Long term, holding a large amount of cash isn’t a winning proposition. Much of the content we produce goes through exactly why that’s the case. But this is a great example of how a long term (strategic) asset allocation and a short term (tactical) asset allocation can differ.
Right now, capital preservation is incredibly valuable. Cash may not be the best place for investors over long periods of time, but using it for short term positioning can be a very good idea.
This is one of the key areas we’re able to add value to our clients. A set and forget investment strategy isn’t able to make tactical changes based on market conditions. It means riding the volatility all the way up and all the down, an approach which potentially leaves significant returns on the table.
One of the structural changes we made to the portfolios this year has been a higher allocation to energy stocks. We have seen notable under-investment into the energy supply over the past five years, which has led to increases in prices.
This existing structural issue has been exacerbated by the unusual supply dynamics created by the pandemic, as well as Russia's invasion of Ukraine.
It’s a decision that has paid off very well for our clients. The energy sector is the only major US sector that is up for the year, in comparison to the wider market which is down significantly.
In comparison to the US tech sector, which has made up the bulk of many investors' portfolios in the past decade, the gap is even wider. Even the most blue-chip tech stocks are down heavily, such as Amazon (-44.88%), Meta (-67.15%), Apple (-17.95%) and Microsoft (-27.18%).
Compare this to energy producers such as Shell (+34.50%), Chevron (+48.79%), BP (+19.11%) and Exxon Mobil (+70.79%). While none of us are too happy about the rapid increases in our home utility bills, at least investors have been able to reap some of the rewards from these sky-high prices.
An opportunity arose earlier this year in a niche alternative asset, carbon credits. Russia’s invasion of Ukraine triggered a large sell off in the ETFs which track the price of carbon credits.
According to Refinitiv, the price of European carbon credits crashed from €95/tonne down to €55/tonne in the space of just five days. That’s a drop of over 40%. Much of this movement we attributed to short term volatility from margin calls and technical stop losses, which we saw as an attractive buying opportunity.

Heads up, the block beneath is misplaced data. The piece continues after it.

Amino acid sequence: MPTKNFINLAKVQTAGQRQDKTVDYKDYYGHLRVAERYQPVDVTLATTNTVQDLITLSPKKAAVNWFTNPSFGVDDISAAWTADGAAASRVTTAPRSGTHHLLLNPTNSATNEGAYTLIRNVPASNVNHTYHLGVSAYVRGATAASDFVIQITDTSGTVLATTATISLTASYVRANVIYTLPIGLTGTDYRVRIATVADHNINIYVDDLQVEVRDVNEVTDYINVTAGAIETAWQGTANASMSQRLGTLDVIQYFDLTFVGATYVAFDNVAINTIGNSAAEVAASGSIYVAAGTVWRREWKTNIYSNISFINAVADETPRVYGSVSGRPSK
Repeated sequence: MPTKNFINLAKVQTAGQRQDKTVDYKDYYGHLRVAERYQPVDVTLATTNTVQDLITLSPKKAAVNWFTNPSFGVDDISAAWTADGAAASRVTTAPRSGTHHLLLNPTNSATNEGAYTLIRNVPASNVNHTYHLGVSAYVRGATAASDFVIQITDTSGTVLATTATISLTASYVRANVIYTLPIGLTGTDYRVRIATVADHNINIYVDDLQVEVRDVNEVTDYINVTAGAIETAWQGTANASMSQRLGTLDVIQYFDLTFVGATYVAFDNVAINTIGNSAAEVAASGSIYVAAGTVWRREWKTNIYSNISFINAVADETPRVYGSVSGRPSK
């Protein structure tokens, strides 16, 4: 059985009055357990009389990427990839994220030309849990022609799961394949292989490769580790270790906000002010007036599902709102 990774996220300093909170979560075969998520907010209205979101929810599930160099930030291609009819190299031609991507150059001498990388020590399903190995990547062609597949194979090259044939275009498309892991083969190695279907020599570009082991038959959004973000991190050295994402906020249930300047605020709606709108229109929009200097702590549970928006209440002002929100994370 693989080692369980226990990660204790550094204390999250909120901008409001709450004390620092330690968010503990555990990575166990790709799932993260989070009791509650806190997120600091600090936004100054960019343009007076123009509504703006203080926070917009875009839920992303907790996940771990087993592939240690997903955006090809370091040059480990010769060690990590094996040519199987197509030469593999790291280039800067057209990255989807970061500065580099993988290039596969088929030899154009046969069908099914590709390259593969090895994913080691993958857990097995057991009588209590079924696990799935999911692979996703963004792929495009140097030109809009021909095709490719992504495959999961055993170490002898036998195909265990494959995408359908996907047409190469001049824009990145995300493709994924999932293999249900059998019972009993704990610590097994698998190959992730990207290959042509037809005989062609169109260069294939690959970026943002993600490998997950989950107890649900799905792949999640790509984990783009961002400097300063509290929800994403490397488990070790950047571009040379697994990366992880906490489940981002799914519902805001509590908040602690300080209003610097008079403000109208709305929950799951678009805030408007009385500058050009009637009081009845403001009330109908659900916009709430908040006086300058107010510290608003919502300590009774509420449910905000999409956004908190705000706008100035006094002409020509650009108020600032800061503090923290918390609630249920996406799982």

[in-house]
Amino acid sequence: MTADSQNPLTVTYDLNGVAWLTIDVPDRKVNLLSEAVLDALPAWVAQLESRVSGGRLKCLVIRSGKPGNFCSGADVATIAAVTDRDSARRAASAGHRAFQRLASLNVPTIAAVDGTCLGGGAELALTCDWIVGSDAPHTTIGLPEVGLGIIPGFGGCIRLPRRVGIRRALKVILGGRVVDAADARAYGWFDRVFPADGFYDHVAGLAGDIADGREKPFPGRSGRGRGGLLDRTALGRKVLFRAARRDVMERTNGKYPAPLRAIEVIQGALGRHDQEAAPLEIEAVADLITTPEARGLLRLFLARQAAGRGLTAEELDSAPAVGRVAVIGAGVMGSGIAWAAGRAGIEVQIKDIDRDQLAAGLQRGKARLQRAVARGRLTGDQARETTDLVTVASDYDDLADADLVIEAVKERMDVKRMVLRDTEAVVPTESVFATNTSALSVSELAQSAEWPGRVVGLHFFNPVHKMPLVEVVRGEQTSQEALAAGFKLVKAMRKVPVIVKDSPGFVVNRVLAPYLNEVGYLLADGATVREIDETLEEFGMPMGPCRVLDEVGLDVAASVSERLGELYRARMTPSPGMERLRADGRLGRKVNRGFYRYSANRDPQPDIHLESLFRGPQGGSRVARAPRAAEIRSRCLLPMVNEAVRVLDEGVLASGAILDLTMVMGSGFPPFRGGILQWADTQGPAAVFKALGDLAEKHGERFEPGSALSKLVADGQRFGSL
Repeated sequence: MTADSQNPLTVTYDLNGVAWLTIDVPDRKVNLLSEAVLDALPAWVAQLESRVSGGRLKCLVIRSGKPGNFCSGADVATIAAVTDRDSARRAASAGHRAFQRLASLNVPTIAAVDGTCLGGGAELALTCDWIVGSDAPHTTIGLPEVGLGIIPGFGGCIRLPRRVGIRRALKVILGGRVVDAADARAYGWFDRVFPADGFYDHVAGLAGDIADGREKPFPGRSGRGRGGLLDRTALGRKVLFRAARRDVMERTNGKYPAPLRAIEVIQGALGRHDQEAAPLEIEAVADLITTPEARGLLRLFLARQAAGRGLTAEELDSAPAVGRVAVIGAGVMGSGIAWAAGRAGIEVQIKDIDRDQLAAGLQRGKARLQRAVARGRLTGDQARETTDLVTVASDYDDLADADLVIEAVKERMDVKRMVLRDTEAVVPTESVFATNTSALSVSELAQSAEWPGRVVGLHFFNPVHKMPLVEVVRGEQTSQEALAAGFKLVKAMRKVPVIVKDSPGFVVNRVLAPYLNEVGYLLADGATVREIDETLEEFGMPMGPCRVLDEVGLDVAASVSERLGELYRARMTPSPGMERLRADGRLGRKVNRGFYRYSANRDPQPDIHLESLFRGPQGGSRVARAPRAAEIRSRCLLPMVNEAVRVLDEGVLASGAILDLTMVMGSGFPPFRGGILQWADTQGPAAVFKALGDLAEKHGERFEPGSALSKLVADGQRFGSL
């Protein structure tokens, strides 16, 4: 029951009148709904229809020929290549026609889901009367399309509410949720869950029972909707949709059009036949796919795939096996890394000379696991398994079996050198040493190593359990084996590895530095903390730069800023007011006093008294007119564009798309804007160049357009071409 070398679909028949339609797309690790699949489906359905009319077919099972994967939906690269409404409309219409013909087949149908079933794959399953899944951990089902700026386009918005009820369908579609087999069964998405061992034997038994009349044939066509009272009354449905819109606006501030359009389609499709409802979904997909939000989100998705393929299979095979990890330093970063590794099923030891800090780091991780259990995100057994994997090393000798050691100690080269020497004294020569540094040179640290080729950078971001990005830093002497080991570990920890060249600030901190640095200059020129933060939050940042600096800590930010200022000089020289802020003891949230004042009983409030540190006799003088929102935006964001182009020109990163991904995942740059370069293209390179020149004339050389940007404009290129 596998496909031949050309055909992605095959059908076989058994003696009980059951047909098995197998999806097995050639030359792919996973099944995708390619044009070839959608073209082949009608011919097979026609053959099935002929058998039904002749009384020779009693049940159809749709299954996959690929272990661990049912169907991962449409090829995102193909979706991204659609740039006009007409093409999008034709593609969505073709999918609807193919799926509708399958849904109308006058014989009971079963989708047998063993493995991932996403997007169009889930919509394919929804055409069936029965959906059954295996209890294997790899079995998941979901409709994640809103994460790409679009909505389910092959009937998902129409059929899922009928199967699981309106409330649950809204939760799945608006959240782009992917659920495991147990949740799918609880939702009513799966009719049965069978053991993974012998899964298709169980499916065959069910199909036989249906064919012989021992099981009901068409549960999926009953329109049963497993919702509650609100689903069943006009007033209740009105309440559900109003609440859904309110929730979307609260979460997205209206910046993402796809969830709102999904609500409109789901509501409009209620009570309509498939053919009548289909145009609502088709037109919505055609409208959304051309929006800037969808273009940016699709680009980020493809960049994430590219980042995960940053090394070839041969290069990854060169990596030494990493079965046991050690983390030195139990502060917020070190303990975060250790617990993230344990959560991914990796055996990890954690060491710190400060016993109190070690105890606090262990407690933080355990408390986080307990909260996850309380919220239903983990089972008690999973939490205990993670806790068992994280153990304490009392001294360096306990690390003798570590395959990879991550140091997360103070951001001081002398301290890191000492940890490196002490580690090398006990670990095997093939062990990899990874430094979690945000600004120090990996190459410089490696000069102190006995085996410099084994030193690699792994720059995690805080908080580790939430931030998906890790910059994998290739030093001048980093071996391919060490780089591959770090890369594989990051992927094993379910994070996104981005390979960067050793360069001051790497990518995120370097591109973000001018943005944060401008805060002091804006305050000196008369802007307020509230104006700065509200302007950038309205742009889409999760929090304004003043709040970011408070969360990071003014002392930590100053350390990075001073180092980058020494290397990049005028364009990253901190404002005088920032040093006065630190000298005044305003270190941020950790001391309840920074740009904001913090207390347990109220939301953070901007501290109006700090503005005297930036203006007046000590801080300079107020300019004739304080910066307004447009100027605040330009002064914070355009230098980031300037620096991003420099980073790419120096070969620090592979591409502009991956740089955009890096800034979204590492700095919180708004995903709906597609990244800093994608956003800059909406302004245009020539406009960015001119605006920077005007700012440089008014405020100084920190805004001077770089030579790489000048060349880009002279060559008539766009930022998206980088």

It’s proven to be another good decision. The asset remains volatile and fluctuates daily, but at the time of writing the return on this position stands at around +20%.
The bulls aren’t on parade just yet. We remain cautious over the short term, but we’re on the lookout for signs that the cycle of interest rate increases might be slowing. This is likely to come as economic growth slows.
Low economic growth isn’t a positive sign for stocks and it’s likely that we’re still a way off seeing big returns there.
On the plus side, flat or falling interest rates will support bond prices, which should see them eventually fit back into their role as a defensive option for our portfolios. Negative correlation between stocks and bonds is important long term, as it makes managing risk within a portfolio much more straightforward.
We have a range of different tools and insights available in our free app so why not try them out for yourself and sign up today? If you wish to discuss your individual position and the options available to you, you can always book in a call with one of the team.
Please note that this is not a financial advice and it does not take into account individual circumstances. Please also contact a professional advisor prior to any decision making.
The value of an investment and the income from it can go down as well as up and investors may not get back the amount invested. This may be partly the result of exchange rate fluctuations in investments which have an exposure to foreign currencies. You should be aware that past performance is no guarantee of future performance.